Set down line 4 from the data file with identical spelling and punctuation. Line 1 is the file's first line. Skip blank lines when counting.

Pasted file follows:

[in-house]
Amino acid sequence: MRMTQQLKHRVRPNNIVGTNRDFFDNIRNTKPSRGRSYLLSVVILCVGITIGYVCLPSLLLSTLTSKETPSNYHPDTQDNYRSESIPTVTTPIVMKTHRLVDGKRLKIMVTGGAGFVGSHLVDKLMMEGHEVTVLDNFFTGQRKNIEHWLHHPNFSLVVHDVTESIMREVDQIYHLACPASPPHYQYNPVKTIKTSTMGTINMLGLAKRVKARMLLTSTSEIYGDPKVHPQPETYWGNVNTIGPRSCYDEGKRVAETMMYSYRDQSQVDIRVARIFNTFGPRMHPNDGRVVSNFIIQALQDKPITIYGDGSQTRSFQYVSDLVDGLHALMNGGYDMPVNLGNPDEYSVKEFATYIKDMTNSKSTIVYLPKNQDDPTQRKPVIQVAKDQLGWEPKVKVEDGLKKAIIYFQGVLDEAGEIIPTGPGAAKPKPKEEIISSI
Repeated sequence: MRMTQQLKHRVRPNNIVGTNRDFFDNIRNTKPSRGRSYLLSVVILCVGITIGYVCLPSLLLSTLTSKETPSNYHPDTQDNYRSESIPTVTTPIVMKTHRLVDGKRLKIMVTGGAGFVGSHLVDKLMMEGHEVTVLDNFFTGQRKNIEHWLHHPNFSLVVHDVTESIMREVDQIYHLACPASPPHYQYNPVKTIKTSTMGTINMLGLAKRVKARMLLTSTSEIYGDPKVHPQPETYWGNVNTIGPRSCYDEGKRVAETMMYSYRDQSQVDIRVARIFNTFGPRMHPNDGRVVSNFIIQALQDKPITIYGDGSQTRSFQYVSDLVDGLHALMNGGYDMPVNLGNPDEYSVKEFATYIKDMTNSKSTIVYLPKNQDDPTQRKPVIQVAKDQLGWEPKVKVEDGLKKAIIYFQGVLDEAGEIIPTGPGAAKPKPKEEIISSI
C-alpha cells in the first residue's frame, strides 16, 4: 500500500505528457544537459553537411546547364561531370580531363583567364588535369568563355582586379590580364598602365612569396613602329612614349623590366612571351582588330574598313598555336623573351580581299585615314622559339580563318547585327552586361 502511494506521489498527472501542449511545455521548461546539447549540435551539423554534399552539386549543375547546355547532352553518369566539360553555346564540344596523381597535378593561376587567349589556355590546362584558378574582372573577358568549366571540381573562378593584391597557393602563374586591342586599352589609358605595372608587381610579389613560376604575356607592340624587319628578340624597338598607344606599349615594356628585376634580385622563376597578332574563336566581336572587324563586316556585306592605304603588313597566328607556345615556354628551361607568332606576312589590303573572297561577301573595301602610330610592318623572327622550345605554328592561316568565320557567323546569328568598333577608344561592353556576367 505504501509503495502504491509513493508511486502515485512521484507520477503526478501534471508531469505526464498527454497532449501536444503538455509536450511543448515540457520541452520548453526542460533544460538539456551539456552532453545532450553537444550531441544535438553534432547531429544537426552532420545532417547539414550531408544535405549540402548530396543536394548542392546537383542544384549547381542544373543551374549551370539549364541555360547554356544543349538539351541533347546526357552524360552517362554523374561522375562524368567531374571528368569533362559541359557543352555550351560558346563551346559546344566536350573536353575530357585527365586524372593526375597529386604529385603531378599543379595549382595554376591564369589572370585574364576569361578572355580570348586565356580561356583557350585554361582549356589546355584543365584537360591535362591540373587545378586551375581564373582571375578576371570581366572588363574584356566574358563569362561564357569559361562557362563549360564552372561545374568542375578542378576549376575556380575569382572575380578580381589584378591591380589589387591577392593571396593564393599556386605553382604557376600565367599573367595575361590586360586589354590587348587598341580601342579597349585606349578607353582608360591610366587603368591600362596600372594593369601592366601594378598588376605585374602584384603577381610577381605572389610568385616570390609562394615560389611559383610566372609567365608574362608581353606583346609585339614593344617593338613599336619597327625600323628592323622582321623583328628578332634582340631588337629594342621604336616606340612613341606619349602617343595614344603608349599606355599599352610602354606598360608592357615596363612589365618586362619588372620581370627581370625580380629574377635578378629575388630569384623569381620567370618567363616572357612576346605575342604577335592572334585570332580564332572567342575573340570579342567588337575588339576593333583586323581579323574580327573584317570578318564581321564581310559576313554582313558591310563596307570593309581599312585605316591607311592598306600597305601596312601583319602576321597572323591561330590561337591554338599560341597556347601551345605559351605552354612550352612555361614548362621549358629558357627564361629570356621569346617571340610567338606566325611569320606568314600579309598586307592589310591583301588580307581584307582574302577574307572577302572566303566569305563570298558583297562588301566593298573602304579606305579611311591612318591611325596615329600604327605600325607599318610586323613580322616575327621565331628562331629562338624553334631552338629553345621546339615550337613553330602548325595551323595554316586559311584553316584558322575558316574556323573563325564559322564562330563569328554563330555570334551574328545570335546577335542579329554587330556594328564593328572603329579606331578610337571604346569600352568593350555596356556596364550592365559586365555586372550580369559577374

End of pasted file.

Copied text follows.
C-alpha cells in the first residue's frame, strides 16, 4: 500500500505528457544537459553537411546547364561531370580531363583567364588535369568563355582586379590580364598602365612569396613602329612614349623590366612571351582588330574598313598555336623573351580581299585615314622559339580563318547585327552586361 502511494506521489498527472501542449511545455521548461546539447549540435551539423554534399552539386549543375547546355547532352553518369566539360553555346564540344596523381597535378593561376587567349589556355590546362584558378574582372573577358568549366571540381573562378593584391597557393602563374586591342586599352589609358605595372608587381610579389613560376604575356607592340624587319628578340624597338598607344606599349615594356628585376634580385622563376597578332574563336566581336572587324563586316556585306592605304603588313597566328607556345615556354628551361607568332606576312589590303573572297561577301573595301602610330610592318623572327622550345605554328592561316568565320557567323546569328568598333577608344561592353556576367 505504501509503495502504491509513493508511486502515485512521484507520477503526478501534471508531469505526464498527454497532449501536444503538455509536450511543448515540457520541452520548453526542460533544460538539456551539456552532453545532450553537444550531441544535438553534432547531429544537426552532420545532417547539414550531408544535405549540402548530396543536394548542392546537383542544384549547381542544373543551374549551370539549364541555360547554356544543349538539351541533347546526357552524360552517362554523374561522375562524368567531374571528368569533362559541359557543352555550351560558346563551346559546344566536350573536353575530357585527365586524372593526375597529386604529385603531378599543379595549382595554376591564369589572370585574364576569361578572355580570348586565356580561356583557350585554361582549356589546355584543365584537360591535362591540373587545378586551375581564373582571375578576371570581366572588363574584356566574358563569362561564357569559361562557362563549360564552372561545374568542375578542378576549376575556380575569382572575380578580381589584378591591380589589387591577392593571396593564393599556386605553382604557376600565367599573367595575361590586360586589354590587348587598341580601342579597349585606349578607353582608360591610366587603368591600362596600372594593369601592366601594378598588376605585374602584384603577381610577381605572389610568385616570390609562394615560389611559383610566372609567365608574362608581353606583346609585339614593344617593338613599336619597327625600323628592323622582321623583328628578332634582340631588337629594342621604336616606340612613341606619349602617343595614344603608349599606355599599352610602354606598360608592357615596363612589365618586362619588372620581370627581370625580380629574377635578378629575388630569384623569381620567370618567363616572357612576346605575342604577335592572334585570332580564332572567342575573340570579342567588337575588339576593333583586323581579323574580327573584317570578318564581321564581310559576313554582313558591310563596307570593309581599312585605316591607311592598306600597305601596312601583319602576321597572323591561330590561337591554338599560341597556347601551345605559351605552354612550352612555361614548362621549358629558357627564361629570356621569346617571340610567338606566325611569320606568314600579309598586307592589310591583301588580307581584307582574302577574307572577302572566303566569305563570298558583297562588301566593298573602304579606305579611311591612318591611325596615329600604327605600325607599318610586323613580322616575327621565331628562331629562338624553334631552338629553345621546339615550337613553330602548325595551323595554316586559311584553316584558322575558316574556323573563325564559322564562330563569328554563330555570334551574328545570335546577335542579329554587330556594328564593328572603329579606331578610337571604346569600352568593350555596356556596364550592365559586365555586372550580369559577374